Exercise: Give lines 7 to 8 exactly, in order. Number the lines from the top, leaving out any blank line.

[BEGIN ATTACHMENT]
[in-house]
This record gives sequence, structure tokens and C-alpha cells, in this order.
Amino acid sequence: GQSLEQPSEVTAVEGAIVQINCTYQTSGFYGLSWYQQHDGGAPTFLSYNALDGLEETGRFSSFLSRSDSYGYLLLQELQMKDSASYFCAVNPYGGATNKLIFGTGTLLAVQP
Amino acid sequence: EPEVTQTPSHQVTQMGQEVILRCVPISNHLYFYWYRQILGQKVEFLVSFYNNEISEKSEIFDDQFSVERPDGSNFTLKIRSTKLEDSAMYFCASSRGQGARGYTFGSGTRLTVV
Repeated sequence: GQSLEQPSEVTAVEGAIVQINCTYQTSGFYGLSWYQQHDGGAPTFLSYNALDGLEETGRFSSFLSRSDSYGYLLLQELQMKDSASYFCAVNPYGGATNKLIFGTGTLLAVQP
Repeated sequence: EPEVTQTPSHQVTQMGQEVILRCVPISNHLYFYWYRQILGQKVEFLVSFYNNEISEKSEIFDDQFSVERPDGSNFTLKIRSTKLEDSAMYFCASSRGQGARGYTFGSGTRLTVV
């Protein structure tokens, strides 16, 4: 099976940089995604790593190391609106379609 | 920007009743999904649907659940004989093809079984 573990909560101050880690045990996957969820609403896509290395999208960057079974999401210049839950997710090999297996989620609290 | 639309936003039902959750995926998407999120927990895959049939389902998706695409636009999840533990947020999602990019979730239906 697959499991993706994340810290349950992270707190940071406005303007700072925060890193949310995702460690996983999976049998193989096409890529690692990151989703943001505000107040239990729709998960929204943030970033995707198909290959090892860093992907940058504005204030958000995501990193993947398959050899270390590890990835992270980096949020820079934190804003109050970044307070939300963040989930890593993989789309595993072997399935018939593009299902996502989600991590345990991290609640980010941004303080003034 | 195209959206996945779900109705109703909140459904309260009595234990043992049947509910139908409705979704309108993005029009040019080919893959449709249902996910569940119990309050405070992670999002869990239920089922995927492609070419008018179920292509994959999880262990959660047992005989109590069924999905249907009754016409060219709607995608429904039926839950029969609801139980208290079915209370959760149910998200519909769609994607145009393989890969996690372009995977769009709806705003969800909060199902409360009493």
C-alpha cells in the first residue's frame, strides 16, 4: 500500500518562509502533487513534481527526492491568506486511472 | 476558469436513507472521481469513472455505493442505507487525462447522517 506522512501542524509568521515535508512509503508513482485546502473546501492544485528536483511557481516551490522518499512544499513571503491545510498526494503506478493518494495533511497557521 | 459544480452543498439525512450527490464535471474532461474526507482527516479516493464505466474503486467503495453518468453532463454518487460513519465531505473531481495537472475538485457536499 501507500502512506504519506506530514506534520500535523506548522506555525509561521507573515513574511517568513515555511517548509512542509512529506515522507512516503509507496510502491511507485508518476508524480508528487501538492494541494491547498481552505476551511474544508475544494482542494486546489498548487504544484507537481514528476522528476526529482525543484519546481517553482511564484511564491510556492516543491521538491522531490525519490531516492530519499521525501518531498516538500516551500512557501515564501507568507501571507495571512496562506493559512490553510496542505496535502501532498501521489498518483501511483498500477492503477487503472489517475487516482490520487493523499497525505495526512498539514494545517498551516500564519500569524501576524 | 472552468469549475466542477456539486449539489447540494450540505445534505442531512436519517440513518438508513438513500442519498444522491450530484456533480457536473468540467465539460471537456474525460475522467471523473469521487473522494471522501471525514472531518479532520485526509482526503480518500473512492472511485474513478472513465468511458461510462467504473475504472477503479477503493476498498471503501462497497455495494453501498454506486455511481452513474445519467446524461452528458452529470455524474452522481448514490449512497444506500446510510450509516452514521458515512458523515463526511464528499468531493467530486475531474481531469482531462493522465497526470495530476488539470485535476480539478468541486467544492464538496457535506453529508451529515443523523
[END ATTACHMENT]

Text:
């Protein structure tokens, strides 16, 4: 099976940089995604790593190391609106379609 | 920007009743999904649907659940004989093809079984 573990909560101050880690045990996957969820609403896509290395999208960057079974999401210049839950997710090999297996989620609290 | 639309936003039902959750995926998407999120927990895959049939389902998706695409636009999840533990947020999602990019979730239906 697959499991993706994340810290349950992270707190940071406005303007700072925060890193949310995702460690996983999976049998193989096409890529690692990151989703943001505000107040239990729709998960929204943030970033995707198909290959090892860093992907940058504005204030958000995501990193993947398959050899270390590890990835992270980096949020820079934190804003109050970044307070939300963040989930890593993989789309595993072997399935018939593009299902996502989600991590345990991290609640980010941004303080003034 | 195209959206996945779900109705109703909140459904309260009595234990043992049947509910139908409705979704309108993005029009040019080919893959449709249902996910569940119990309050405070992670999002869990239920089922995927492609070419008018179920292509994959999880262990959660047992005989109590069924999905249907009754016409060219709607995608429904039926839950029969609801139980208290079915209370959760149910998200519909769609994607145009393989890969996690372009995977769009709806705003969800909060199902409360009493």
C-alpha cells in the first residue's frame, strides 16, 4: 500500500518562509502533487513534481527526492491568506486511472 | 476558469436513507472521481469513472455505493442505507487525462447522517 506522512501542524509568521515535508512509503508513482485546502473546501492544485528536483511557481516551490522518499512544499513571503491545510498526494503506478493518494495533511497557521 | 459544480452543498439525512450527490464535471474532461474526507482527516479516493464505466474503486467503495453518468453532463454518487460513519465531505473531481495537472475538485457536499 501507500502512506504519506506530514506534520500535523506548522506555525509561521507573515513574511517568513515555511517548509512542509512529506515522507512516503509507496510502491511507485508518476508524480508528487501538492494541494491547498481552505476551511474544508475544494482542494486546489498548487504544484507537481514528476522528476526529482525543484519546481517553482511564484511564491510556492516543491521538491522531490525519490531516492530519499521525501518531498516538500516551500512557501515564501507568507501571507495571512496562506493559512490553510496542505496535502501532498501521489498518483501511483498500477492503477487503472489517475487516482490520487493523499497525505495526512498539514494545517498551516500564519500569524501576524 | 472552468469549475466542477456539486449539489447540494450540505445534505442531512436519517440513518438508513438513500442519498444522491450530484456533480457536473468540467465539460471537456474525460475522467471523473469521487473522494471522501471525514472531518479532520485526509482526503480518500473512492472511485474513478472513465468511458461510462467504473475504472477503479477503493476498498471503501462497497455495494453501498454506486455511481452513474445519467446524461452528458452529470455524474452522481448514490449512497444506500446510510450509516452514521458515512458523515463526511464528499468531493467530486475531474481531469482531462493522465497526470495530476488539470485535476480539478468541486467544492464538496457535506453529508451529515443523523